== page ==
Sweet, we've got a live, interactive map! It's kind of weird thought how it is zoomed out to view the entire world. Time to customize the map using a few JavaScript parameters.

Customizing the Map

We can modify the map by changing parameters for the style, zoom level, location and many other attributes.

We'll start by changing the location that the initial map centers in on as well as the zoom level.

Re-open djmaps/maps/templates/default.html and modify the first highlighted lines so it ends with a commas and add the two new highlighted lines shown below.

<!DOCTYPE html>
<html>
  <head>
    <title>Interactive maps for Django web apps</title>
    <script src='https://api.mapbox.com/mapbox-gl-js/v0.44.2/mapbox-gl.js'></script>
    <link href='https://api.mapbox.com/mapbox-gl-js/v0.44.2/mapbox-gl.css' rel='stylesheet' />
  </head>
  <body>
   <h1>Map time!</h1>
   <div id='map' width="100%" style='height:400px'></div>
   <script>
    mapboxgl.accessToken = {{ mapbox_access_token }};
    var map = new mapboxgl.Map({
     container: 'map',
     style: 'mapbox://styles/mapbox/streets-v10',
     center: [-77.03, 38.91],
     zoom: 9
    });
   </script>
  </body>
</html>

The first number, -77.03, for the center array is the longitude and the second number, 38.91, is the latitude. Zoom level 9 is much closer to the city than the default which was the entire world at level 0. All of the customization values are listed in the Mapbox GL JS API documentation.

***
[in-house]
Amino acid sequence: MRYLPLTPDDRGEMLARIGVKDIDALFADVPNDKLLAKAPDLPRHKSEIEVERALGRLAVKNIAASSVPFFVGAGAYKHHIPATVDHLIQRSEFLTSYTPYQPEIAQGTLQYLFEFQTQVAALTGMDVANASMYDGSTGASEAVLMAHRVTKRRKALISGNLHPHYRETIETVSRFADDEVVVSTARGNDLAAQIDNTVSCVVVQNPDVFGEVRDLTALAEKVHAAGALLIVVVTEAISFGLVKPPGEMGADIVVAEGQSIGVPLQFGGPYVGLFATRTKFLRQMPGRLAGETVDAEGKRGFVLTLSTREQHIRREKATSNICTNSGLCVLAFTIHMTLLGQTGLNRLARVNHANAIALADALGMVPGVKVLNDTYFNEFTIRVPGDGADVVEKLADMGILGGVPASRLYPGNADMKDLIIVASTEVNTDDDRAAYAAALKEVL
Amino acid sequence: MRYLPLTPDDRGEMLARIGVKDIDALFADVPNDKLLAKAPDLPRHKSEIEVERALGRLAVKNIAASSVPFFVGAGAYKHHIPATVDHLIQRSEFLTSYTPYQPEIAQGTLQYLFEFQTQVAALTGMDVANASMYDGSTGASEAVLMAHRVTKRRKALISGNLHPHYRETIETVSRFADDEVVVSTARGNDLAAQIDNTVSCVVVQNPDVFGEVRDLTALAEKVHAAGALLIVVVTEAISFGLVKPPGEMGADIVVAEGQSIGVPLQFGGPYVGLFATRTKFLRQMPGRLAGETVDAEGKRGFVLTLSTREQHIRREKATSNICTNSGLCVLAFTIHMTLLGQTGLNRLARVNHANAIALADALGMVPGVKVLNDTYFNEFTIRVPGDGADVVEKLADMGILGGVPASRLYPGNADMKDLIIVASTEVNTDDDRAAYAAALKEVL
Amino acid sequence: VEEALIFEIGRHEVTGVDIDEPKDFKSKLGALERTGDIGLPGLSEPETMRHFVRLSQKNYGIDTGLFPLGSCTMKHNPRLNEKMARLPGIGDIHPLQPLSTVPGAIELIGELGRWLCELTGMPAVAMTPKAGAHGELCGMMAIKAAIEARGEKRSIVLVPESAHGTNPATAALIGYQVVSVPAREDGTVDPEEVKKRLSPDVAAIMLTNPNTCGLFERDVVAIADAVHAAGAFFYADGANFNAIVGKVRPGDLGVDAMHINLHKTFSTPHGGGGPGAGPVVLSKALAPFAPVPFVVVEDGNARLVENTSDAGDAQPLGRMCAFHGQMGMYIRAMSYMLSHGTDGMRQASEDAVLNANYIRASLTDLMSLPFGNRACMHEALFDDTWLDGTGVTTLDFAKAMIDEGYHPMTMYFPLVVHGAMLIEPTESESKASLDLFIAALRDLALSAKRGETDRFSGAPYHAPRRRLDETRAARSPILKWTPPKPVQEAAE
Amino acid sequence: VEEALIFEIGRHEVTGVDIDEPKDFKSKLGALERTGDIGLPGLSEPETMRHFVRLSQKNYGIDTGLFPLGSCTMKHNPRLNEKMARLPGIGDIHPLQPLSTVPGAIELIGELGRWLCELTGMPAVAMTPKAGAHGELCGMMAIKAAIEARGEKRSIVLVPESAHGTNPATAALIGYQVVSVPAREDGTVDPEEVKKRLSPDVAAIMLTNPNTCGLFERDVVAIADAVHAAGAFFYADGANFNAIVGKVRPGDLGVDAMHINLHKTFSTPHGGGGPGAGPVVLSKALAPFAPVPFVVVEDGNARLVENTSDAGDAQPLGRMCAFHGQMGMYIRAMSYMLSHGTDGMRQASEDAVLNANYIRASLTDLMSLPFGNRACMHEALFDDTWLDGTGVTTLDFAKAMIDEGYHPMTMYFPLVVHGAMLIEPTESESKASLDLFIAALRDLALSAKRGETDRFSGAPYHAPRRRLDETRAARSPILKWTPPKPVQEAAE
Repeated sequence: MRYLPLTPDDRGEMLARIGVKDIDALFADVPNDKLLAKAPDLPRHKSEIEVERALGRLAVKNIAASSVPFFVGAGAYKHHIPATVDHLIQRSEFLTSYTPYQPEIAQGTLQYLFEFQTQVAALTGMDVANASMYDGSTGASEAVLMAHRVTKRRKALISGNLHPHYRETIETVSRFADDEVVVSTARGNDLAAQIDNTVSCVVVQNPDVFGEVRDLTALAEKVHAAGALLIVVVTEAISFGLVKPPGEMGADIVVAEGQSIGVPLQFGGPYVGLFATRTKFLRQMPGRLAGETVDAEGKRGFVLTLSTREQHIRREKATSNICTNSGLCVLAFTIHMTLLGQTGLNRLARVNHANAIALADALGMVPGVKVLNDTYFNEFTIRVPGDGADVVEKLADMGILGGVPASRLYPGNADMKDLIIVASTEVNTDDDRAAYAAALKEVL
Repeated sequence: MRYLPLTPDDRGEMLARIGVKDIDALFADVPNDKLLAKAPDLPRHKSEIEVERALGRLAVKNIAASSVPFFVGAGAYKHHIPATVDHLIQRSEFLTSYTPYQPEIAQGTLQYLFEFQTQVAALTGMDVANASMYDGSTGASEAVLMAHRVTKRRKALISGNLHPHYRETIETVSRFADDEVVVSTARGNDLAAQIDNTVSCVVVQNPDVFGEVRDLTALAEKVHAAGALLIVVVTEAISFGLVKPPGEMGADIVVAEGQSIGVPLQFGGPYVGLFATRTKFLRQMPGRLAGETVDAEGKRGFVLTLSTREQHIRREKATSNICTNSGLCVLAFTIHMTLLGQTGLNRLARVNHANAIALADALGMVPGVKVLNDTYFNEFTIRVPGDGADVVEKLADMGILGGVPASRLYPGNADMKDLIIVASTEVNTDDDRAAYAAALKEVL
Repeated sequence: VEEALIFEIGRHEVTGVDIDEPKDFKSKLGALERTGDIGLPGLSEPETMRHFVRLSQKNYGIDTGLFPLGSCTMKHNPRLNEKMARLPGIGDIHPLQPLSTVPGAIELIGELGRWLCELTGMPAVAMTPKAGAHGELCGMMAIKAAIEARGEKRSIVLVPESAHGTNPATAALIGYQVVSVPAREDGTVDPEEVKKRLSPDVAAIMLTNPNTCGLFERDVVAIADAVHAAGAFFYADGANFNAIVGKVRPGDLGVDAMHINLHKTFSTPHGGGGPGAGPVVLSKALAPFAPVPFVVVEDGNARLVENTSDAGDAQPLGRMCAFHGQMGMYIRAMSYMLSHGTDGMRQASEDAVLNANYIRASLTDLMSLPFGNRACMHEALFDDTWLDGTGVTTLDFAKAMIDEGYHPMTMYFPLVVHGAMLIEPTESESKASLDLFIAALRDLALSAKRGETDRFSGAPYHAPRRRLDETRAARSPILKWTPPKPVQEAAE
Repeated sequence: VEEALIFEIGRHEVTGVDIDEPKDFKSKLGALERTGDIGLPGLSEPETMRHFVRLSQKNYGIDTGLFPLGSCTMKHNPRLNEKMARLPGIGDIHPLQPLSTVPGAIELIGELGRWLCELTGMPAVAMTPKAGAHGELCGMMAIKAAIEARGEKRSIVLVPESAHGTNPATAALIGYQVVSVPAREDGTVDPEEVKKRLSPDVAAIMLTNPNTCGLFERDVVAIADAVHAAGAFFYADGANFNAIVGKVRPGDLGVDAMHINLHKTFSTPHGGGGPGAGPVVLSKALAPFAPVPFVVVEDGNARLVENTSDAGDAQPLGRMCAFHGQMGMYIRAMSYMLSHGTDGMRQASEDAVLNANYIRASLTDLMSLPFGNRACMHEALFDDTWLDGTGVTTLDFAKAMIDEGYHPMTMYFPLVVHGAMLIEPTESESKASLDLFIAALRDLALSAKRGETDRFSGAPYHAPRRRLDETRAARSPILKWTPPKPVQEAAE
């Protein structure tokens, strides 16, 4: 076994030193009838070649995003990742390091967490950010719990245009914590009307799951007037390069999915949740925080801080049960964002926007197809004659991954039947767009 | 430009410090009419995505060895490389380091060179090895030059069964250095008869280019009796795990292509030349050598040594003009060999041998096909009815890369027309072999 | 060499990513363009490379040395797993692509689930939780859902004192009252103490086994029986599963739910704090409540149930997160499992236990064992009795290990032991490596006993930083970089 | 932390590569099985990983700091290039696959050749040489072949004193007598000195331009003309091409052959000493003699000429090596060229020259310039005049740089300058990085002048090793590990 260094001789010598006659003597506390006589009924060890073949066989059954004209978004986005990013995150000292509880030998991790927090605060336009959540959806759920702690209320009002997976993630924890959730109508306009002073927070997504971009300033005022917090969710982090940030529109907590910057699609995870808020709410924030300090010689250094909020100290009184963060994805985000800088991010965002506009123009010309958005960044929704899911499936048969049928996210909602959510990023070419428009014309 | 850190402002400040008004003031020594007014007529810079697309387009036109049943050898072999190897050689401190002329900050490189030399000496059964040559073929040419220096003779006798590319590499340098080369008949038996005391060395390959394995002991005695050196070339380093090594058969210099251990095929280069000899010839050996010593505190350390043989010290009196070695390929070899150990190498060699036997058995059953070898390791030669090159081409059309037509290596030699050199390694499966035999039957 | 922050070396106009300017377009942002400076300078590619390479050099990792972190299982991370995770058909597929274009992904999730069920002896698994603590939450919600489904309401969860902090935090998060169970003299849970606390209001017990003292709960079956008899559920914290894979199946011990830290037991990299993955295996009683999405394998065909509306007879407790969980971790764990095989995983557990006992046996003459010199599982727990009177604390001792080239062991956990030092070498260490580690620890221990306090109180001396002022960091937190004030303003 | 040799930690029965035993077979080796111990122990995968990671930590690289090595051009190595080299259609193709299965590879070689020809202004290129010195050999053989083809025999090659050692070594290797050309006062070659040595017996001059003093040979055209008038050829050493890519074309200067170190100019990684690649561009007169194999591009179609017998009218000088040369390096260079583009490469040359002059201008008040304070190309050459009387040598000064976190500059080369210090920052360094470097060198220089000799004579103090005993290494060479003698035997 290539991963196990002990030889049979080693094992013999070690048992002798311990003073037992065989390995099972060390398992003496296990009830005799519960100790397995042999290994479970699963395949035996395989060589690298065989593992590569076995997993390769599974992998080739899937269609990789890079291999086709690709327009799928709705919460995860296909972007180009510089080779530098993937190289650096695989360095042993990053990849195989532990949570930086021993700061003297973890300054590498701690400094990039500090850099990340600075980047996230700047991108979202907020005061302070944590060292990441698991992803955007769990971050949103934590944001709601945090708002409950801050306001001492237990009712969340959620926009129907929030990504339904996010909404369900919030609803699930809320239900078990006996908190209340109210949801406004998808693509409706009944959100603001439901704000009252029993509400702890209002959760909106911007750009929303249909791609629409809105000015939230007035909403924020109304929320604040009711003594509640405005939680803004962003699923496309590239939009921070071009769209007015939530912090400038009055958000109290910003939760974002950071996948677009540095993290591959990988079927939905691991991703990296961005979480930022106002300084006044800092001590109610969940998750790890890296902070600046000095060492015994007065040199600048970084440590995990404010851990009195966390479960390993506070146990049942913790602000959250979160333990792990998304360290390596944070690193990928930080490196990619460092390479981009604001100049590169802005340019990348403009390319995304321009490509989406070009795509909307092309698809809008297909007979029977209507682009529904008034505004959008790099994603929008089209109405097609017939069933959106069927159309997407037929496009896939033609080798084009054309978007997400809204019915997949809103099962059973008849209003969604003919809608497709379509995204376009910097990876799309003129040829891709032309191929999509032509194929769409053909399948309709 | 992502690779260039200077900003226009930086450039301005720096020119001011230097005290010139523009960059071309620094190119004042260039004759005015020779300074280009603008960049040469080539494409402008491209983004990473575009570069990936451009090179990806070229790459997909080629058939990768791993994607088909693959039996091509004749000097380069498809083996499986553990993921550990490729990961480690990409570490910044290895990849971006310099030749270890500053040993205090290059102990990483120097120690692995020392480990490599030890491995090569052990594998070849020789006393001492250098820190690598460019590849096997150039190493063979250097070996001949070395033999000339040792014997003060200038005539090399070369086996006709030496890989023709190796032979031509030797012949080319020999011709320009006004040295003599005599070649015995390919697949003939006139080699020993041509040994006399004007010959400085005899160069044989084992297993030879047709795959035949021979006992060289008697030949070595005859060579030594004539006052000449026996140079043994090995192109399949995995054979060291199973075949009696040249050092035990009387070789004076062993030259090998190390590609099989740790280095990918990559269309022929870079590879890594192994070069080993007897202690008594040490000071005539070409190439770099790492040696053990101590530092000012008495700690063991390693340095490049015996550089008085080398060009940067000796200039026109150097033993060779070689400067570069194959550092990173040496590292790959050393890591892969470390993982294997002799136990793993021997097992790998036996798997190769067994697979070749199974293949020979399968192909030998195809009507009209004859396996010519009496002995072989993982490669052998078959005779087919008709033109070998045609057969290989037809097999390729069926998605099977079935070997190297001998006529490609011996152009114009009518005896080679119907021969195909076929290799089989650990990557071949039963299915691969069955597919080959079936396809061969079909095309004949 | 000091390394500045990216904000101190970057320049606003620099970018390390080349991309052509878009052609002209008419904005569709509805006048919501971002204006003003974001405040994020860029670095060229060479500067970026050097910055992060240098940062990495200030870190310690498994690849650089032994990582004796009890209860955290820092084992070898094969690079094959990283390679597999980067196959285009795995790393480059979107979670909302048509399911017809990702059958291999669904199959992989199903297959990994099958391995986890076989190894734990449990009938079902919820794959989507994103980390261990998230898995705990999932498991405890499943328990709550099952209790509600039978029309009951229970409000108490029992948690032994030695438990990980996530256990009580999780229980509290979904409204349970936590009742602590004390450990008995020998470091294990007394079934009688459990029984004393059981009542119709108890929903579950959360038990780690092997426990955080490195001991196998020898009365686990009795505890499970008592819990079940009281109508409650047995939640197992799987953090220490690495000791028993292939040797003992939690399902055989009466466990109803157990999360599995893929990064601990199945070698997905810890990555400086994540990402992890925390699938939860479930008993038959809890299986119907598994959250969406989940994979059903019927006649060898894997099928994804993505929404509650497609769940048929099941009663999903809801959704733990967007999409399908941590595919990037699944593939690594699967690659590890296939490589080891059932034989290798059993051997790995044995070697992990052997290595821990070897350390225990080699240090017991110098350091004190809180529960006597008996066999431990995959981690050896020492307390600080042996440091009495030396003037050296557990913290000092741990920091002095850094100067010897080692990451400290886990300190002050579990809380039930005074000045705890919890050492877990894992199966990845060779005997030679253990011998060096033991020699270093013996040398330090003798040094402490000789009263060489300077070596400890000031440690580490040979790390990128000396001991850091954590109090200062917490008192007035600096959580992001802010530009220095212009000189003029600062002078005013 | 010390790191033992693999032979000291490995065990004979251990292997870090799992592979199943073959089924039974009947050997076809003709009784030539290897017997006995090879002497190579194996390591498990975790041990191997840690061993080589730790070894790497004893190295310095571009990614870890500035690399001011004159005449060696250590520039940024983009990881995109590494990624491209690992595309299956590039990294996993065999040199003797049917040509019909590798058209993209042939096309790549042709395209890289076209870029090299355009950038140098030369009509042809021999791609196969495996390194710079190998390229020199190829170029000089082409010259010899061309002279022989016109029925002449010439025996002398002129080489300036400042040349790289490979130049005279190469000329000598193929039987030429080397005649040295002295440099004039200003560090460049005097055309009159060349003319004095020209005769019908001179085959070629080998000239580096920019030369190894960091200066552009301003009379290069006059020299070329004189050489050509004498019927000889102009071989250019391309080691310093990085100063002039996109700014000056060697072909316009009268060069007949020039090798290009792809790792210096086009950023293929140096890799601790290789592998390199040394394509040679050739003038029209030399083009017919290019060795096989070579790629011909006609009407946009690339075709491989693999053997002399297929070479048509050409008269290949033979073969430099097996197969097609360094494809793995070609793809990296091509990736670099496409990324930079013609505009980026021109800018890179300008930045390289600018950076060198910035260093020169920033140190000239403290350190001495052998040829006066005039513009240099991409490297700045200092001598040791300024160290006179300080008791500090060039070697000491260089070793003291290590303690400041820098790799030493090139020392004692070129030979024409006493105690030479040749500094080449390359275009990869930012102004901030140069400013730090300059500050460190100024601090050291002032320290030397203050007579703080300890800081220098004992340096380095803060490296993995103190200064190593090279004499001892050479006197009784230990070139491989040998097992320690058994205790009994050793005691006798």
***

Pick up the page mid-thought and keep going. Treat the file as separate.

Now refresh the page at localhost:8000 to reload our map.

Updated map centered and zoomed in on Washington, D.C.

Awesome, now we are zoomed in on Washington, D.C. and can still move around to see more of the map. Let's make a couple other changes to our map before wrapping up.

Again back in djmaps/maps/templates/default.html change the highlighted line for the style key to the mapbox://styles/mapbox/satellite-streets-v10 value. That will change the look from an abstract map style to satellite image data. Update zoom: 9 so that it has a comma at the end of the line and add bearing: 180 as the last key-value pair in the configuration.

<!DOCTYPE html>
<html>
  <head>
    <title>Interactive maps for Django web apps</title>